Scheduled System Maintenance:
On Monday, April 27th, IEEE Xplore will undergo scheduled maintenance from 1:00 PM - 3:00 PM ET (17:00 - 19:00 UTC). No interruption in service is anticipated.
By Topic

Preprocessing and time-frequency analysis of newborn EEG seizures

Sign In

Cookies must be enabled to login.After enabling cookies , please use refresh or reload or ctrl+f5 on the browser for the login options.

Formats Non-Member Member
$31 $13
Learn how you can qualify for the best price for this item!
Become an IEEE Member or Subscribe to
IEEE Xplore for exclusive pricing!
close button

puzzle piece

IEEE membership options for an individual and IEEE Xplore subscriptions for an organization offer the most affordable access to essential journal articles, conference papers, standards, eBooks, and eLearning courses.

Learn more about:

IEEE membership

IEEE Xplore subscriptions

3 Author(s)

Neurological disease or dysfunction in newborn infants is often first manifested by seizures. Prolonged seizures can result in impaired neurodevelopment or even death. In adults, the clinical signs of seizures are well defined and easily recognized. In newborns, however, the clinical signs are subtle and may be absent or easily missed without constant close observation. This article describes the use of adaptive signal processing techniques for removing artifacts from newborn electroencephalogram (EEG) signals. Three adaptive algorithms have been designed in the context of EEG signals. This preprocessing is necessary before attempting a fine time-frequency analysis of EEG rhythmical activities, such as electrical seizures, corrupted by high amplitude signals. After an overview of newborn EEG signals, the authors describe the data acquisition set-up. They then introduce the basic physiological concepts related to normal and abnormal newborn EEGs and discuss the three adaptive algorithms for artifact removal. They also present time-frequency representations (TFRs) of seizure signals and discuss the estimation and modeling of the instantaneous frequency related to the main ridge of the TFR.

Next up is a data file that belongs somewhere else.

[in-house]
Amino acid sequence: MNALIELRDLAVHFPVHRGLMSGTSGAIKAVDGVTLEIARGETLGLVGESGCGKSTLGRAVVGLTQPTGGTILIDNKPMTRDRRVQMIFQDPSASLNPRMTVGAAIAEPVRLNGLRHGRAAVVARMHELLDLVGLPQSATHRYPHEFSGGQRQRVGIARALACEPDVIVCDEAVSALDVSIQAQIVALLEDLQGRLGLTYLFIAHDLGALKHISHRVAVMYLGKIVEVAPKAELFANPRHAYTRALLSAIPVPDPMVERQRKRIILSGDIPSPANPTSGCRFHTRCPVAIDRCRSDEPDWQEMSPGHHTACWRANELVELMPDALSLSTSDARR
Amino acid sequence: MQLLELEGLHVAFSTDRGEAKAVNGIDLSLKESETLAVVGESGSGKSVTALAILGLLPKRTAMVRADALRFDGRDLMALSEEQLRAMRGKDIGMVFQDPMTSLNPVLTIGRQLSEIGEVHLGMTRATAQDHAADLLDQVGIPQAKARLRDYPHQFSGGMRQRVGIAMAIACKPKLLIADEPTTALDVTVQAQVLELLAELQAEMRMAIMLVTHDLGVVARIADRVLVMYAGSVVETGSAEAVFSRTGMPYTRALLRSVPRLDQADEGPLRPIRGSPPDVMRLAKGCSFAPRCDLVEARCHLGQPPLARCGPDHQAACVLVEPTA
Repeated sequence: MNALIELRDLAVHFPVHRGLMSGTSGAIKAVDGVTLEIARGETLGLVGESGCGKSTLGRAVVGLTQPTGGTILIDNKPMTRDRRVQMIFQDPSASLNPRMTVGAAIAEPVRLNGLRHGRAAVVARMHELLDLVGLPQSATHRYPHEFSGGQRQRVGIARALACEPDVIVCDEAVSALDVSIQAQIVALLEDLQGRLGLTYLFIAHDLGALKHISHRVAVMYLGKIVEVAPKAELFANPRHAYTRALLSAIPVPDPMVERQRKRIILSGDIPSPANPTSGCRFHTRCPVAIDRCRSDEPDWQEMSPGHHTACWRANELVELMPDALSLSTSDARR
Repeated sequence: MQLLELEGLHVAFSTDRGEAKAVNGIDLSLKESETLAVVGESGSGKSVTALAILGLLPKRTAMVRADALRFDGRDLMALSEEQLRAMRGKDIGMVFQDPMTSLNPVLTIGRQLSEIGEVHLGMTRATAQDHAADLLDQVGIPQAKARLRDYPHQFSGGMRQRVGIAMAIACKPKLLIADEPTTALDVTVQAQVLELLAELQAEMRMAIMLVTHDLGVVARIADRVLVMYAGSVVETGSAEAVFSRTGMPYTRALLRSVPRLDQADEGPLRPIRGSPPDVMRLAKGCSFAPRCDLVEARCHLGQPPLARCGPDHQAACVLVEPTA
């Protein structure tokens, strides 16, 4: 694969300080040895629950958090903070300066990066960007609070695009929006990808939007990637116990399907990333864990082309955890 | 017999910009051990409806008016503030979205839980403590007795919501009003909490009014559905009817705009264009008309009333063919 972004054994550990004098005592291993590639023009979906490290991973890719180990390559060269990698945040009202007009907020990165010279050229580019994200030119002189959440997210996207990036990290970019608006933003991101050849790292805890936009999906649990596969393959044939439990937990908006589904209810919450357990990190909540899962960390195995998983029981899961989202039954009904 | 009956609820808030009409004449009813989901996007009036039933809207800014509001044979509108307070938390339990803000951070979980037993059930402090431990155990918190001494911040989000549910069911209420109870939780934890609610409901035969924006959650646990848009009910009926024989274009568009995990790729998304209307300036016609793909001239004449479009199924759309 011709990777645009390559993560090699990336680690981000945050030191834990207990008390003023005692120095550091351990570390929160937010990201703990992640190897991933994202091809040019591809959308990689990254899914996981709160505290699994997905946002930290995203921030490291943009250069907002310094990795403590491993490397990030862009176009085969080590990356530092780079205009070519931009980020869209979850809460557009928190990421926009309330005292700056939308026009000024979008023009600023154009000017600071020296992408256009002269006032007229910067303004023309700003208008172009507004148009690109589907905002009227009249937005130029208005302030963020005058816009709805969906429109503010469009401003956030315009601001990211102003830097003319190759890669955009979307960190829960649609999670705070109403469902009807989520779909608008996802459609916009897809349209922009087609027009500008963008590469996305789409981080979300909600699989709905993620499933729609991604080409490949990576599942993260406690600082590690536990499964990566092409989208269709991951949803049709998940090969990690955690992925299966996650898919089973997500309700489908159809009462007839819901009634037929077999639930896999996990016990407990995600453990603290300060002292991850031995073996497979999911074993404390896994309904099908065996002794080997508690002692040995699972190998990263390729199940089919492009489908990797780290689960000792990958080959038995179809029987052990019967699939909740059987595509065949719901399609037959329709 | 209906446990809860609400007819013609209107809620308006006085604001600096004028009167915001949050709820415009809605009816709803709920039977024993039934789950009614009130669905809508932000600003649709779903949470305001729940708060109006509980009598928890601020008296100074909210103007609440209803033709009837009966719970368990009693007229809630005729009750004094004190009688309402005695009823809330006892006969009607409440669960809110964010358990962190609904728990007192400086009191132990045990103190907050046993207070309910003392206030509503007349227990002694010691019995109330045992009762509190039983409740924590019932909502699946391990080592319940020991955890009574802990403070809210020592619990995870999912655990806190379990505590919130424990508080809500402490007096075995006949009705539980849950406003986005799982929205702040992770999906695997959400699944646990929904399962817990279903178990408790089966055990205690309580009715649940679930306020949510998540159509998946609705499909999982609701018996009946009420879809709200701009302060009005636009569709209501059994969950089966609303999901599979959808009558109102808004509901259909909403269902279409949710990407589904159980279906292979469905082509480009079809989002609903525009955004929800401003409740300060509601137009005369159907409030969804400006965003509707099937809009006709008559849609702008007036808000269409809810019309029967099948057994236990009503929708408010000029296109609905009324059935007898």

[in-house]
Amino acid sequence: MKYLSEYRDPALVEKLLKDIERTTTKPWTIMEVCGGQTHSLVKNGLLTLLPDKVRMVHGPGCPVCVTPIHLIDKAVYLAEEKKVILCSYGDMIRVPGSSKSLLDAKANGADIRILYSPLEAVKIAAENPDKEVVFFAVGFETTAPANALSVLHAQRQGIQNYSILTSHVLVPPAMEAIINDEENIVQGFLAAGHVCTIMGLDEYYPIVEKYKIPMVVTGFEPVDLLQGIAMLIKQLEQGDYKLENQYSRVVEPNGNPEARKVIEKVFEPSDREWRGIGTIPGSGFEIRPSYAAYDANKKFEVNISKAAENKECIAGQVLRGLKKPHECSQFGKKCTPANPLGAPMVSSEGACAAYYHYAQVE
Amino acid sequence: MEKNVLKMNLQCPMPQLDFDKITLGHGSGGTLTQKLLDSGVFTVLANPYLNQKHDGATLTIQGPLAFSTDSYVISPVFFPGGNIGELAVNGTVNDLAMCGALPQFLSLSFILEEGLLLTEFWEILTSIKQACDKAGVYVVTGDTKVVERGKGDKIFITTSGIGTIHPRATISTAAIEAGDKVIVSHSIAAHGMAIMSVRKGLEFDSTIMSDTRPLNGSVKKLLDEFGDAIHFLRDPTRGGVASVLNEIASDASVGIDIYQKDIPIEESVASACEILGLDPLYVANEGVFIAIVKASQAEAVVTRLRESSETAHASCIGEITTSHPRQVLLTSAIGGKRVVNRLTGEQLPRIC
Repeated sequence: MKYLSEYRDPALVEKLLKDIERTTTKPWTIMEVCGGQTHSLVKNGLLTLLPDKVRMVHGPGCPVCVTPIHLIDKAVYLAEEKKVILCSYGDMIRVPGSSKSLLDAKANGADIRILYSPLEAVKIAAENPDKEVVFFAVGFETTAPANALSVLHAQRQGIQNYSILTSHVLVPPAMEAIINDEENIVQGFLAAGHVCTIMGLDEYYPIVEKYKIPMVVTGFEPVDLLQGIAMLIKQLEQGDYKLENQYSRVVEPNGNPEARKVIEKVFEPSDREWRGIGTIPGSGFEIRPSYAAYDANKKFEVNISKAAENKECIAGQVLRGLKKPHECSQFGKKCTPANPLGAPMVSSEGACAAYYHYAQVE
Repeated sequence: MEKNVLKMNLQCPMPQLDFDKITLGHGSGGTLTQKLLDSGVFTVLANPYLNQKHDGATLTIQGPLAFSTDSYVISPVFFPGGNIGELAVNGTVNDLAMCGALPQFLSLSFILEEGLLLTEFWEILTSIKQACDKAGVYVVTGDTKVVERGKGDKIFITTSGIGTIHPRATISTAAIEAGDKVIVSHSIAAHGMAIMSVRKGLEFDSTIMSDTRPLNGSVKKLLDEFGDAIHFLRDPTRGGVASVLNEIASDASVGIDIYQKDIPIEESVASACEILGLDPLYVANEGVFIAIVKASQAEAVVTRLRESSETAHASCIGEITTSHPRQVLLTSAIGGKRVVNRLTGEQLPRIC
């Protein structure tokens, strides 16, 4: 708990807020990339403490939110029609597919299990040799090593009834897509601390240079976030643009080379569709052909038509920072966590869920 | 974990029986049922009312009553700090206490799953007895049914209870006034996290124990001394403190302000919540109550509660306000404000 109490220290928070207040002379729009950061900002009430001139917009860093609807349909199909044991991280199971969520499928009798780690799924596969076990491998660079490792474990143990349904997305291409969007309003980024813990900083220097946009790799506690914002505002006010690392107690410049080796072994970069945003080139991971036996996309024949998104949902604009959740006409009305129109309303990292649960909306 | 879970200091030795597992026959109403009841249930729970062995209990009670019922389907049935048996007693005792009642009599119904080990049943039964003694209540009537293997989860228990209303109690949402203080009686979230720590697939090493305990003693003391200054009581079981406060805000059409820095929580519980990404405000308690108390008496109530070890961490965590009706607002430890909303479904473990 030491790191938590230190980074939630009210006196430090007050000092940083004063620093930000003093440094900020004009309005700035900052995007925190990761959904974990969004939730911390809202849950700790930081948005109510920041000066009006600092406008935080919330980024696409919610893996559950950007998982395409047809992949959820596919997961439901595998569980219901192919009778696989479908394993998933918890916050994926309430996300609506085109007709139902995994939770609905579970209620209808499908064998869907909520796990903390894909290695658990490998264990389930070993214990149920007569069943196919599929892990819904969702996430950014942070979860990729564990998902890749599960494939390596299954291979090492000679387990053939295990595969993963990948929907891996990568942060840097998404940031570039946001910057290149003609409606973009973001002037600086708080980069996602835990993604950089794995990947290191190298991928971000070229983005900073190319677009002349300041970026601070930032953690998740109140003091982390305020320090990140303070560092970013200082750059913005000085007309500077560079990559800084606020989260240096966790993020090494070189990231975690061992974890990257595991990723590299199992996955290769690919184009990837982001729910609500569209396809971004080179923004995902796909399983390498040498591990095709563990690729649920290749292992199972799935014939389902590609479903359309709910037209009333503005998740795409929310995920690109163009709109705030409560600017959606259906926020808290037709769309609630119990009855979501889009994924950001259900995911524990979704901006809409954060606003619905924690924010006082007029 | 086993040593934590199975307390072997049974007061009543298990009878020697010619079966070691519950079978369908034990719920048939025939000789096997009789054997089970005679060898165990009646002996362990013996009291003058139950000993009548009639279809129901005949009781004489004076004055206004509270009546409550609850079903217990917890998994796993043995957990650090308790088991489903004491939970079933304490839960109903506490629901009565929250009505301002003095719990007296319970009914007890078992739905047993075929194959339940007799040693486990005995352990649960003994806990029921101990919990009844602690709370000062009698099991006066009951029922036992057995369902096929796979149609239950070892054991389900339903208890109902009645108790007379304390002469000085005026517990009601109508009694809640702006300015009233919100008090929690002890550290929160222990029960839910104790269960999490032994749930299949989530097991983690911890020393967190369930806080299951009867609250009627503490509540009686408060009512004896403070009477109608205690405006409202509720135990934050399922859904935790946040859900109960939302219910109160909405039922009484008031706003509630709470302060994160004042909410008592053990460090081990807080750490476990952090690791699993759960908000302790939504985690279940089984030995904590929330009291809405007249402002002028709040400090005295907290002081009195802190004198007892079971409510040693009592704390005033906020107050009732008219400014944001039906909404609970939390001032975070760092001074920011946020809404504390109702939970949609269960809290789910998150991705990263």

Published in:

Engineering in Medicine and Biology Magazine, IEEE  (Volume:20 ,  Issue: 5 )